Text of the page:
Power in Aggressor-Victim Relationships: Exploring Social, Physical, Gender- and Ethnicity-Based Power

Naomi C.Z. Andrews, Laura D. Hanish, Carol Lynn Martin, Dawn DeLay, Kimberly A. Updegraff

Research output: Contribution to journalArticlepeer-review

Abstract

Theory highlights power in aggressor-victim relationships, yet empirical work assessing dyadic power is largely absent. Variability in power balance versus imbalance within aggressor-victim dyads (based on social, physical, gender- and ethnicity-based power) was explored. Participants (N = 952; grade 6–8; 50% girls, 44% Hispanic/Latina/o) nominated aggressors and victims (4662 aggressor-victim dyads; 642 strong dyads [based on reputational strength]; 169 sustained dyads [based on longevity]). Dyadic social power (social network centrality and prestige) was calculated from friendship nominations. Self-report was used for dyadic physical (body mass index), gender- and ethnicity-based power. Across power indicators, there were more power-balanced than imbalanced dyads (particularly for strong and sustained dyads). The findings challenge theoretical notions that aggressors are more powerful than their victims and have implications for aggressor-victim relationships.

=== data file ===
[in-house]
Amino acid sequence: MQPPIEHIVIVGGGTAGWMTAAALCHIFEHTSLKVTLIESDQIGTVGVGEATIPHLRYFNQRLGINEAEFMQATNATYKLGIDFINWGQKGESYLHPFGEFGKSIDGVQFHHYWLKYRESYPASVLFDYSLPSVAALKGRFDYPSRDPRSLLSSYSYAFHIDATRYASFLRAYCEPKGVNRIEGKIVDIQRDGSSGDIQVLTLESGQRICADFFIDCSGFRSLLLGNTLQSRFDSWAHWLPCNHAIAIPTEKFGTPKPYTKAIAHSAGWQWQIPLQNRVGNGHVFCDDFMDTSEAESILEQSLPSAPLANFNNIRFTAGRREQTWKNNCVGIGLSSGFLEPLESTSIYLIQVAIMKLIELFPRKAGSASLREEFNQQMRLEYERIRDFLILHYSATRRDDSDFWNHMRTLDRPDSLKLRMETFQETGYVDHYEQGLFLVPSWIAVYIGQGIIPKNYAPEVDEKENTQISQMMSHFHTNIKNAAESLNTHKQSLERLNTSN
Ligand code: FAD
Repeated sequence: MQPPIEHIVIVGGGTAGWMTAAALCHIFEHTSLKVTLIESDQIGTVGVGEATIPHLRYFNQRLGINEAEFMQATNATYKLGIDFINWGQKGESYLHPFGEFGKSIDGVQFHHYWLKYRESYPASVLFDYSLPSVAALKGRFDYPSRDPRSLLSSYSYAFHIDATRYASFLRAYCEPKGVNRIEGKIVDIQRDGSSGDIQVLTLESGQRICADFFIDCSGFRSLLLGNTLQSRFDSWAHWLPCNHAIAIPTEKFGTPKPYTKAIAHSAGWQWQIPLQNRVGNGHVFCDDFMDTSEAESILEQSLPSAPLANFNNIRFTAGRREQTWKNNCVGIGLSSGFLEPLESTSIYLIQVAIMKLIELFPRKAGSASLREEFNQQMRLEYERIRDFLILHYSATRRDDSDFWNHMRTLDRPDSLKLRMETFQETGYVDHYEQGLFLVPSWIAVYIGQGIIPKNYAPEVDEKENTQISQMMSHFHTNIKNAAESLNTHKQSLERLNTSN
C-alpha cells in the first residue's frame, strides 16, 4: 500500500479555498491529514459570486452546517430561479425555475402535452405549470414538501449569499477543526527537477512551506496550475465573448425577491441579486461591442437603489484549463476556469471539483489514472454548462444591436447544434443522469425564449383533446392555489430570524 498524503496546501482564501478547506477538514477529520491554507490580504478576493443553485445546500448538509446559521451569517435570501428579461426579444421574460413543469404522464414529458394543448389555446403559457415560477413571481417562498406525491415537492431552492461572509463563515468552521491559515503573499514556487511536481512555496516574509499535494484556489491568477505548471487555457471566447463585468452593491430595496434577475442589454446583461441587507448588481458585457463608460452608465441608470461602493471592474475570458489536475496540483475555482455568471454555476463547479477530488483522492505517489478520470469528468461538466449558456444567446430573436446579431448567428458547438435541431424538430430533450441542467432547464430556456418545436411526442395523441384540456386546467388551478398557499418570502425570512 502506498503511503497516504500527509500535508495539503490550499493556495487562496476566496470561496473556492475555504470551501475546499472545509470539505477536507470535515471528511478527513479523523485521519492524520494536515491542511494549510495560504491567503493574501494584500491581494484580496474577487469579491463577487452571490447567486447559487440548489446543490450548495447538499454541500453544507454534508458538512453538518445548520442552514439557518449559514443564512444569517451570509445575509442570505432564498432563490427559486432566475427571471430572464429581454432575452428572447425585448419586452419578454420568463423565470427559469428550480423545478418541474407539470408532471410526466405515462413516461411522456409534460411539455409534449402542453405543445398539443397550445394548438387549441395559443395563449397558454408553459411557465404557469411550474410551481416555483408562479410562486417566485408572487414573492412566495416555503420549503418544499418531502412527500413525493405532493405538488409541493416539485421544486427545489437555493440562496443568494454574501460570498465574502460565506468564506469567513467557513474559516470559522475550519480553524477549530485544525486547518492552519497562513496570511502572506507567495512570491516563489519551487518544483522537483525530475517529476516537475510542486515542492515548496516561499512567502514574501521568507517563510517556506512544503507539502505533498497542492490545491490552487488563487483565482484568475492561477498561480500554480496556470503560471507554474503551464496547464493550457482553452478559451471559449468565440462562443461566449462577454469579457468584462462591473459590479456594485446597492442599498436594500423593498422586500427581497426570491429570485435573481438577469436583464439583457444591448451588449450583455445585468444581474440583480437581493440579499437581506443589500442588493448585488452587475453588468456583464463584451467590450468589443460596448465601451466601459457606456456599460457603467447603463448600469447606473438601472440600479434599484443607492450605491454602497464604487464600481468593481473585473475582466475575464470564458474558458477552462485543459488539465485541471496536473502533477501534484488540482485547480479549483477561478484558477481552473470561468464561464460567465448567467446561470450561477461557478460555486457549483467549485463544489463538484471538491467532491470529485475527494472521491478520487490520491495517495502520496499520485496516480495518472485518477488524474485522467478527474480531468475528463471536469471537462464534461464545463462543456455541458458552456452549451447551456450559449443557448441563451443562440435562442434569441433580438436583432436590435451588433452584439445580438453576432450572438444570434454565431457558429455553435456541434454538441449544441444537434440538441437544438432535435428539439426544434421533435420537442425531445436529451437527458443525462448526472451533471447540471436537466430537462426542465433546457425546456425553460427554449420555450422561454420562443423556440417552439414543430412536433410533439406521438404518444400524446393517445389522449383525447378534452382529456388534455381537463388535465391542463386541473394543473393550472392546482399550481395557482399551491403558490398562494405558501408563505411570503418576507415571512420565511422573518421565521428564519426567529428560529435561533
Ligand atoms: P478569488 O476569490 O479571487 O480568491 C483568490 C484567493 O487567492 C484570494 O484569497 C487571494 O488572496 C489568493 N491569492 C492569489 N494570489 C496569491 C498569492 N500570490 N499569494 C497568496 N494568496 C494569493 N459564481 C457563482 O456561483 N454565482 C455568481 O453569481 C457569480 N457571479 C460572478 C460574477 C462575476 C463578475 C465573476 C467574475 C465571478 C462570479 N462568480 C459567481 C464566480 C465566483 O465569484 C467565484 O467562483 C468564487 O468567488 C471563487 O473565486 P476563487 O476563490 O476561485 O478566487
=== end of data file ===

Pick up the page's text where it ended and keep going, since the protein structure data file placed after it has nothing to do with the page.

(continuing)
Original languageEnglish (US)
Pages (from-to)208-224
Number of pages17
JournalJournal of youth and adolescence
Volume51
Issue number2
DOIs
StatePublished - Feb 2022

Keywords

  • Aggressor-victim dyad
  • Ethnicity-based power
  • Gender-based power
  • Physical power
  • Power differential
  • Social power

ASJC Scopus subject areas

  • Social Psychology
  • Education
  • Developmental and Educational Psychology
  • Social Sciences (miscellaneous)

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